Long before Mark Schlereth became a well-known sports broadcaster at ESPN and FOX Sports, he fought in the trenches as an offensive lineman of the then-Washington Redskins and the Denver Broncos during his 12-year NFL career.
Schlereth, the first Alaskan to play in the National Football League, earned the nickname “Stink” during his first few years in the pro football ranks.
Don’t let that fool you, though—Schlereth’s play on the gridiron didn’t stink at all.
In fact, Schlereth was a two-time Pro Bowler who earned three Super Bowl rings during his career in the NFL.
Schlereth had to pay a hefty price to realize his dream of playing football—he endured almost 30 surgeries during his time in the NFL.
Through it all, a battered and bruised Mark Schlereth emerged victorious on and off the gridiron because of his grit and relentlessness.
His tenacity is something that many of today’s aspiring football stars should try to emulate.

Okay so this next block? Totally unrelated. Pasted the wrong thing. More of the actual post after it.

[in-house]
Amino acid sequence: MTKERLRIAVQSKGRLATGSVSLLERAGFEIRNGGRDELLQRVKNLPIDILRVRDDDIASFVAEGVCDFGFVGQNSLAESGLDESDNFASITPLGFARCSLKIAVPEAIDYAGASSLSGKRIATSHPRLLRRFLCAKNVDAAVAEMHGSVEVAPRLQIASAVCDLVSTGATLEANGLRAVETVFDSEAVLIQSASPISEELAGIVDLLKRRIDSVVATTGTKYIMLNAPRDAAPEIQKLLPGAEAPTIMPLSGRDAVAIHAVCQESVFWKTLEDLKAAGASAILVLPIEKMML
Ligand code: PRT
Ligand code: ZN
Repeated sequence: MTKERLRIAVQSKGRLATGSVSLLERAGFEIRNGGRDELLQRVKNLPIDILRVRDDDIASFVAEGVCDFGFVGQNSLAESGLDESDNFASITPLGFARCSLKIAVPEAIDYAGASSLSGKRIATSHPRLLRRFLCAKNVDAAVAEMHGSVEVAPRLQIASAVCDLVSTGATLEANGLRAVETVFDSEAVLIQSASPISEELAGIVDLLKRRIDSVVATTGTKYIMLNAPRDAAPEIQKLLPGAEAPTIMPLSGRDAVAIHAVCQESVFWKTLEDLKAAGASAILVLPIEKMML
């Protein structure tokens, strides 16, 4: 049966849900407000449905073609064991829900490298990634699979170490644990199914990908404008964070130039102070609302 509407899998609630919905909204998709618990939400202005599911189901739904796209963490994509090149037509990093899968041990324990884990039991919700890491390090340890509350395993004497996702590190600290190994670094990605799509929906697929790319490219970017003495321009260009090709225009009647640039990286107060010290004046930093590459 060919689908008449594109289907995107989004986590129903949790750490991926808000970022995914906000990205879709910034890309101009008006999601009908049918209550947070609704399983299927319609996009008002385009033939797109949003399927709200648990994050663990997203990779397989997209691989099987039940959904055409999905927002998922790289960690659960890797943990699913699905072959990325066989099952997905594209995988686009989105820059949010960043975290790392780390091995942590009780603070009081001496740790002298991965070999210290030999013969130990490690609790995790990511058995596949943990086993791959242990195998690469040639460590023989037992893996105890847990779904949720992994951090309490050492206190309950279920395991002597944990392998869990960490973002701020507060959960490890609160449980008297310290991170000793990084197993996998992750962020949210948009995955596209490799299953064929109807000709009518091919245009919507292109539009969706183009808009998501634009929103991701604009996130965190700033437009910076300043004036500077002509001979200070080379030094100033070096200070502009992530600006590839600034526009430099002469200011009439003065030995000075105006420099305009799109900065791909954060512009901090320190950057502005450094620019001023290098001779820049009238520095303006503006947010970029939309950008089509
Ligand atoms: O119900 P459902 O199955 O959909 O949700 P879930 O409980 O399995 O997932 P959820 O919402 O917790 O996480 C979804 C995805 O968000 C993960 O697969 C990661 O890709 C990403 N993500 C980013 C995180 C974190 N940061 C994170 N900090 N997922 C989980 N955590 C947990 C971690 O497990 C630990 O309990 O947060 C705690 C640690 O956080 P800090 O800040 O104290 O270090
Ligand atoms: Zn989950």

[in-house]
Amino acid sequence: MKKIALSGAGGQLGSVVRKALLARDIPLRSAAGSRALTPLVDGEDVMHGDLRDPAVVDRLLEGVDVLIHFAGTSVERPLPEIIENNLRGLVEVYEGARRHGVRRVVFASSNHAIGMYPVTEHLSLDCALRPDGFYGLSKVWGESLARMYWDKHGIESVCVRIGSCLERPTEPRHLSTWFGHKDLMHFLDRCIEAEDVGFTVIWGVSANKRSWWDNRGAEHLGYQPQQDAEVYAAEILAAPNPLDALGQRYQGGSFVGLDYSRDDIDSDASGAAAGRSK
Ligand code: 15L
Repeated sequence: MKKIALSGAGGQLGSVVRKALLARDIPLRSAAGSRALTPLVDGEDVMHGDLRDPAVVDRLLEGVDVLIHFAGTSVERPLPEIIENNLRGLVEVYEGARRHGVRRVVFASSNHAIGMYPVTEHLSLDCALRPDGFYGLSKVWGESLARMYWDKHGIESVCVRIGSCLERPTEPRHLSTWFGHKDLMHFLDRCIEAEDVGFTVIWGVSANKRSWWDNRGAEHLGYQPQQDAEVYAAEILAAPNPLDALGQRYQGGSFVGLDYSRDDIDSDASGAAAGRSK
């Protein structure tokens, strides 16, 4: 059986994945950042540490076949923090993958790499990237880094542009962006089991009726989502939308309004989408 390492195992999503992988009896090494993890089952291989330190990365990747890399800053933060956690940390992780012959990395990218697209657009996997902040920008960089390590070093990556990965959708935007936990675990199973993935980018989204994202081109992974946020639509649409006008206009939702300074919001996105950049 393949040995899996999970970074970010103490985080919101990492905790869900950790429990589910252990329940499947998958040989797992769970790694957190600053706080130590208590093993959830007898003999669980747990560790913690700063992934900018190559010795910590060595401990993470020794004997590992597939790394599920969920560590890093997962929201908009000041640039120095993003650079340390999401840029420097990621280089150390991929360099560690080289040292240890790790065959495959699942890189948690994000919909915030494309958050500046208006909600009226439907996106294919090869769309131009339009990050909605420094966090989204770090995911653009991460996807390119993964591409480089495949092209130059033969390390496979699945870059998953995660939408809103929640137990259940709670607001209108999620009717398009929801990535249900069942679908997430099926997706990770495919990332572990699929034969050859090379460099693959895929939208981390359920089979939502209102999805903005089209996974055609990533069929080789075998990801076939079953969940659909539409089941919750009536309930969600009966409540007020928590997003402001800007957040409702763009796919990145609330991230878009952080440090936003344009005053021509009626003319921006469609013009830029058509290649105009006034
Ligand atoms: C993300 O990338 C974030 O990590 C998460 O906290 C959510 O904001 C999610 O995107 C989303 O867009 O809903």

Mark Fremont Schlereth was born to parents Herb and Janette in Anchorage, AK on January 25, 1966.
According to Sports Illustrated’s Franz Lidz, Schlereth’s father’s side of the family is German.
His grandfather Fritz worked as a cake decorator in Germany. His father Herb made a living pulling cadavers of homeless people from gutters and transporting them to the local morgue, beginning at the age of 16.
Herb Schlereth became a bodybuilder in subsequent years. He and Mark continued training together when the latter played in the National Football League. He even once claimed he was stronger than his son.
Herb was stationed at Elmendorf Air Force Base in Fairbanks, AK in the late 1950s. He met the former Janette Ramstad at Central Lutheran Church in 1959.
They eventually got married and had several children. Mark came into the world seven years after they first crossed paths at church.
Alaska trip. pic.twitter.com/lvIew3QAhk
— Mark Schlereth (@markschlereth) May 15, 2022
Herb couldn’t read past a fourth-grade reading level until he was 19 years old. He eventually passed his dyslexia on to Mark.